What can you do to create your own perfect writing zone? Maybe it’s about plants, fresh air, or the smell of coffee brewing? Specific music? A reward at the end of the project?


Try this: Create your ideal writing environment and see if you naturally make more time for writing. If you’re looking for a music recommendation, I highly recommend searching for lo-fi beats stations on YouTube.

Consider space, color, organization, music, aroma, and timing. All of these things can make a huge difference.


Get back in touch with your purpose

When life gets busy, sometimes we forget why we decided to challenge ourselves with writing goals in the first place. It helps to sit down and recall why writing is important to you, so you can justify finding more time for it.

Why are you writing? What are you trying to accomplish?

Are you writing blog posts to establish yourself in your niche and demand a higher rate for your work?

Are you honing your skills as a travel writer so you can see the world and share your unique point of view with others?

Are you writing marketing copy in order to promote brands and causes you believe in?

Whenever I feel “blah” about sitting down to write, I remember that I’ve chosen this path so I can have more freedom in my life. And I try to remember how blessed I am to be location-independent.

When you ask yourself “why”, try to go beyond “because I have to get this done” or “because I have to pay my rent” and get to the heart of why you’re writing in the first place.

Remembering your “why” can help bring you back to your center and get inspired again.


Try this: Write down the most immediate reason you’re writing this week.

Dive deeper into that answer to reveal the result of completing the task, and what that means to you in the long term.

Once you’ve got your “why”, pin it up on your wall in front of your desk so you can glance up at it anytime.


Use time hacks

As I mentioned above, this is not ideal for me, but I know writers who swear by these tactics to get stuff done.

The internet is overflowing with ideas on time management and “discovering” hidden time in your day. Here are a few to try:

Delegate. When you’re expending excessive energy on minutiae, it’s impossible to produce high-quality content. Do you really need to do everything yourself? Assign tasks to a virtual assistant or other writers and you’ll free up some time to focus.

Write a little each day. That novel might not get done if you try to write a chapter per week… but what if you instead focused on writing 500-1000 words each day? If that sounds like too much, just halve that. The trick is to do it each day so it becomes a habit.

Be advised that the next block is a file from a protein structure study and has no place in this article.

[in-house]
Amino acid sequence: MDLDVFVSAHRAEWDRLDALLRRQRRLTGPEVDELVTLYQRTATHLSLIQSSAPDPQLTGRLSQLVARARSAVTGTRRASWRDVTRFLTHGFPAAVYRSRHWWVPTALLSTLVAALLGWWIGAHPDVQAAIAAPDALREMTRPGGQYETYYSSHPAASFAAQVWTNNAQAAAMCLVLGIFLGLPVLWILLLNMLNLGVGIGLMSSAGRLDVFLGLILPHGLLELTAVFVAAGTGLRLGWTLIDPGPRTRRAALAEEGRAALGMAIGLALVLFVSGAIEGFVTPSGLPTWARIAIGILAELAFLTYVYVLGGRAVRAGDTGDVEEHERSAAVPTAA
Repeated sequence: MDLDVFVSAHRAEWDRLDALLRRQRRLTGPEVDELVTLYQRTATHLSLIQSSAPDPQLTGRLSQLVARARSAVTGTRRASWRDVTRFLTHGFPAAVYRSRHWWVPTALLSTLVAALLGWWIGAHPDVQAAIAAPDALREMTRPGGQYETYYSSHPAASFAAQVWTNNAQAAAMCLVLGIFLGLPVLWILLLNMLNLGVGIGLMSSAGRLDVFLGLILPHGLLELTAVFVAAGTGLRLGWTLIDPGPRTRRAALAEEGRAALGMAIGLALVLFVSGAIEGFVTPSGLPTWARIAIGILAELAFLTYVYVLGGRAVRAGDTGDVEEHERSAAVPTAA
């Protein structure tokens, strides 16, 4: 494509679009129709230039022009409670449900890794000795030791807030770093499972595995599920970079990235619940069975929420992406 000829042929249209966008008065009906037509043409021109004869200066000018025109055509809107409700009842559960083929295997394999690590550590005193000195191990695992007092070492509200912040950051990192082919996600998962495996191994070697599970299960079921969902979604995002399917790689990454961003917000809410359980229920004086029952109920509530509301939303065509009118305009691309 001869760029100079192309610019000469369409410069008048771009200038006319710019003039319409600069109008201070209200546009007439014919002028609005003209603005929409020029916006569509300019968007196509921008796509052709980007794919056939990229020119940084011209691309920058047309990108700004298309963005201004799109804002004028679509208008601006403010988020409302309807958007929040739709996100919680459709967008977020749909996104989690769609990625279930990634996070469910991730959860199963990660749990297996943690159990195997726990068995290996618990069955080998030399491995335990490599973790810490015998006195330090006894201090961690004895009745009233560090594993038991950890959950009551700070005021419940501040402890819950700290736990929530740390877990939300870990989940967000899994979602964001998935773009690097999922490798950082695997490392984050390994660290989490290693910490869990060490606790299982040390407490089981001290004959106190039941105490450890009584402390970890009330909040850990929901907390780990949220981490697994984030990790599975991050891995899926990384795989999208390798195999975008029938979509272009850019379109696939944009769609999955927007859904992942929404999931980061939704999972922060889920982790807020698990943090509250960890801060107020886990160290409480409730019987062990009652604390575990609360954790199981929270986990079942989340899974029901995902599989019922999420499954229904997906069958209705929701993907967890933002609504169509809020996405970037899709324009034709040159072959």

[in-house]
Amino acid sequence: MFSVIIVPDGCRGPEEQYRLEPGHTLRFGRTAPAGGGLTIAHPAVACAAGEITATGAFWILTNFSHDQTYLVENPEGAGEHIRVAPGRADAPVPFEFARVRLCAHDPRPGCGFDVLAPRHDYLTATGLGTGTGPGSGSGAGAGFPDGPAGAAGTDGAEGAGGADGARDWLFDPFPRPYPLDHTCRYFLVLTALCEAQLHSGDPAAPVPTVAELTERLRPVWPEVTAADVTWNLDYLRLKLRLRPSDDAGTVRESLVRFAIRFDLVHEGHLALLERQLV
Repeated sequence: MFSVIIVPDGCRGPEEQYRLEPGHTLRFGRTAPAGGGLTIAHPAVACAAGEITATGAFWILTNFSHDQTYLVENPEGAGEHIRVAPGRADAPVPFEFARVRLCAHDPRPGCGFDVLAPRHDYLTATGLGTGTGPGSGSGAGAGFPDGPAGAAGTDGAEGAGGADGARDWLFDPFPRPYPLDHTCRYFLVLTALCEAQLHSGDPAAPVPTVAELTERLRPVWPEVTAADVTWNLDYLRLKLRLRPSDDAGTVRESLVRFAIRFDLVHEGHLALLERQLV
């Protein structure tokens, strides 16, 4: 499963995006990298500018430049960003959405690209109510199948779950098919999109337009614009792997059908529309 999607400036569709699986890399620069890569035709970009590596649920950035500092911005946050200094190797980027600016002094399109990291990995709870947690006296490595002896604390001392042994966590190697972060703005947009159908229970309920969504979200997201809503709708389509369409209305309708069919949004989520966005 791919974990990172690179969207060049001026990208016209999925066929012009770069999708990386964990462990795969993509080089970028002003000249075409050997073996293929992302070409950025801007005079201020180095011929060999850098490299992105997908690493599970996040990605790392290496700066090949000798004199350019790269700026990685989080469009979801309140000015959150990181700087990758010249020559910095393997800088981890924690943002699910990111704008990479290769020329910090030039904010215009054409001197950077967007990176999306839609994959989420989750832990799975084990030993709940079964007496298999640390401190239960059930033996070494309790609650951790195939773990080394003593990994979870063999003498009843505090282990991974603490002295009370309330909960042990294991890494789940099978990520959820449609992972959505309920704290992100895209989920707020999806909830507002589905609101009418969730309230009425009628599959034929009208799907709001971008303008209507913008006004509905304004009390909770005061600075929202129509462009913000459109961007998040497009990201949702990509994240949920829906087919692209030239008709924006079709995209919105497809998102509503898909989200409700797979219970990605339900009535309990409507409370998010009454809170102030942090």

Set alerts on your phone. When it’s writing time, it’s writing time. No excuses. Rig up alarms to sound off and keep you in check.

Try the Pomodoro technique. This division and hyper-utilizing of time are popular techniques with my biz mentors Jill & Josh. I’ve used this technique successfully as well, especially when I’m having trouble focusing.

Don’t waste a single minute. Commuting? Waiting for your food delivery or a friend who’s late for lunch? Bust out your phone or notebook and write! You can always type things properly later.


Finally, don’t forget that you’re human! You won’t always be motivated. There will be days where you just can’t find it in you to stare at the word processor or pick up a pen. Those days are okay—we all have them.

Sometimes you just have to step back, take a breath, and come back to the writing later. And you can always come back to this list again to experiment with new strategies.

Just don’t give up. Keep trying.

With a little practice and innovation, even the busiest among us can find ways to write more.

Did you try these tips for making more time to write? Got a tip to share? Drop a comment below and let’s talk about it.

You can also join the Freelance Writing Cafe Facebook group to continue the conversation about this and many other topics related to freelance writing success. 


Michelle Christina Larsen is the Co-founder of Day Job Optional. Strong coffee, strong wi-fi, and absurd inside jokes are some of her favorite things. While a self-proclaimed side project addict, writing remains the ultimate focus of her life. After a decade of freelance writing in the fashion industry, she's teaching fellow freelancers how to dominate their niches and make full-time incomes online.